Indiana plans to appeal a federal judge's order that permanently blocks the state from banning abortions sought due to fetal genetic abnormalities and from requiring that aborted fetuses be buried or cremated.
Attorney General Curtis Hill said Monday in a statement that he's disappointed by Friday's ruling and plans to appeal to the 7th Circuit Court of Appeals in Chicago. U.S. District Judge Tanya Walton Pratt issued the order.
Pratt's ruling says the provisions violate women's due process rights under the Constitution and "directly contravene well-established law."
Hill said the ruling clears "the path for genetic discrimination that once seemed like science fiction." He added that the law's fetal disposal provision "is hardly an impingement of anyone's individual rights."
Pratt's decision granted summary judgment in favor of Planned Parenthood of Indiana and Kentucky, which had sued the state in April 2016 after then-Gov. Mike Pence signed the provisions into law.
"The challenged anti-discrimination provisions directly contravene well-established law that precludes a state from prohibiting a woman from electing to terminate a pregnancy prior to fetal viability," the judge wrote.
Pratt's order makes permanent her preliminary order issued in June 2016—a day before the law was set to take effect— that temporarily blocked the provisions from being enforced.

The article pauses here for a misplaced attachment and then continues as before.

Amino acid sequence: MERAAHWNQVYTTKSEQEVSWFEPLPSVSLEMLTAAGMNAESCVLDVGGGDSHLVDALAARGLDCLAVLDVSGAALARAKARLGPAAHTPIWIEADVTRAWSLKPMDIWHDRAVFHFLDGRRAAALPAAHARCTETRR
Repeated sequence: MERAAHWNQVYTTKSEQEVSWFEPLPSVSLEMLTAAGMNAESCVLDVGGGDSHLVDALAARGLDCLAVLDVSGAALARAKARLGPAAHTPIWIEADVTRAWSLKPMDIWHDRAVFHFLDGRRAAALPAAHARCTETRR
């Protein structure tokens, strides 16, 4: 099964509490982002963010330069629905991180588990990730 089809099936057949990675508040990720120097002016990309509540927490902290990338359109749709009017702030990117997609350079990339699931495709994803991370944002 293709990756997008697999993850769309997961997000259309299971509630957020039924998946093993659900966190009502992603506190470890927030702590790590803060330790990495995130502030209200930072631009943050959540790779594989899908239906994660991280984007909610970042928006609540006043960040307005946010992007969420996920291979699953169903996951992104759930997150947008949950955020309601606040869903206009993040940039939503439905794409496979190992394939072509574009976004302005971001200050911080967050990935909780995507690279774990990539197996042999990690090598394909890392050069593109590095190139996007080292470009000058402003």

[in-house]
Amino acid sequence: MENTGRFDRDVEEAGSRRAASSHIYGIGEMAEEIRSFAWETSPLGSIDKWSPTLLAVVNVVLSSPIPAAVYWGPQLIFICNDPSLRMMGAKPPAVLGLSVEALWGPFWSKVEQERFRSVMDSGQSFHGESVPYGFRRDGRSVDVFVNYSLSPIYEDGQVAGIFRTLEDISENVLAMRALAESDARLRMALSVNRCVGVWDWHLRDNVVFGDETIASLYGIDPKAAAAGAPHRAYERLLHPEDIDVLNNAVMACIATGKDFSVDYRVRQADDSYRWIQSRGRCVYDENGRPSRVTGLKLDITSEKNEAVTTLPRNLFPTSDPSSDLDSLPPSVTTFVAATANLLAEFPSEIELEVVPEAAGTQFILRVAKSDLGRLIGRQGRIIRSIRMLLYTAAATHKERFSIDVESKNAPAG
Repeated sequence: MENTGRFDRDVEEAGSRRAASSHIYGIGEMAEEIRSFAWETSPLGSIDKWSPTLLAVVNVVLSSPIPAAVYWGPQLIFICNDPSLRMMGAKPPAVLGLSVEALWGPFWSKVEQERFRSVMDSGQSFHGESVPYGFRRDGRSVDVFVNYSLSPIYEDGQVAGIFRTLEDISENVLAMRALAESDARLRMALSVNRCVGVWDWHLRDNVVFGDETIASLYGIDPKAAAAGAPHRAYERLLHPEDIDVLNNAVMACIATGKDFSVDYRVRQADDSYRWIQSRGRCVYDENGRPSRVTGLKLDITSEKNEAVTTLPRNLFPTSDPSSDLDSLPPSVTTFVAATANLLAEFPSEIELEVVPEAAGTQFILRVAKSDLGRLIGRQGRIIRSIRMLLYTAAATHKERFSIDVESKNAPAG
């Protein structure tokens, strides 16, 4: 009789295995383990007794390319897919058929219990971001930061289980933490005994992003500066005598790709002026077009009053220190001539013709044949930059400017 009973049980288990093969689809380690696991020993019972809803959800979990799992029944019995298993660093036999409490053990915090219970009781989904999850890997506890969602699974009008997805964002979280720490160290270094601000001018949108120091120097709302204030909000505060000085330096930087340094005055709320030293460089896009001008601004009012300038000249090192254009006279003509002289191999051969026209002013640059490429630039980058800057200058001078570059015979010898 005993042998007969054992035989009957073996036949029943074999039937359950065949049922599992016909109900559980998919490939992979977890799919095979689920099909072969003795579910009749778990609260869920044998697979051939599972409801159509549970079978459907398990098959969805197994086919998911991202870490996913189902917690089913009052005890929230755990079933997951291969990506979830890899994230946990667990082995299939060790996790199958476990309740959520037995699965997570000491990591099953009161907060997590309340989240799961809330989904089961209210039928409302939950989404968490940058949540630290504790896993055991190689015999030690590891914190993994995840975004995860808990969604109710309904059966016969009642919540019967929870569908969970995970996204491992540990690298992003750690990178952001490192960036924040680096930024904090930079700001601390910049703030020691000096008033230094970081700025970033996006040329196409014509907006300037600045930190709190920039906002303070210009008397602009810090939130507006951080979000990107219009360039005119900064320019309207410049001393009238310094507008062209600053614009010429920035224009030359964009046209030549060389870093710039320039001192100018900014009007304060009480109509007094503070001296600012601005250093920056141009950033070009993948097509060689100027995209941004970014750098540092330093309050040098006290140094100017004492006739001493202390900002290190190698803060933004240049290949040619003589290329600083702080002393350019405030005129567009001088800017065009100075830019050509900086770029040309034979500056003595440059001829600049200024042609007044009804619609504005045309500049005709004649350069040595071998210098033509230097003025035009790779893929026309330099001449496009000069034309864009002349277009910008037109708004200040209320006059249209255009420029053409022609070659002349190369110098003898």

Indiana is now permanently barred from enforcing a restriction, which also banned abortions sought because of a fetus' race, gender or ancestry.
As for the fetal disposal provision, Pratt wrote that she could find no legal basis for Indiana to require health care providers "to treat fetal remains in the same manner as human remains."
"Stated otherwise, if the law does not recognize a fetus as a person, there can be no legitimate state interest in requiring an entity to treat an aborted fetus the same as a deceased human," she wrote.
Christie Gillespie, the president and CEO of Planned Parenthood of Indiana and Kentucky, praised Pratt's ruling and said the group was confident the judge would find that the restrictions violate the Constitution.
"There is no medical basis for these restrictions. This is just another example of politicians coming between physicians and patients," she said.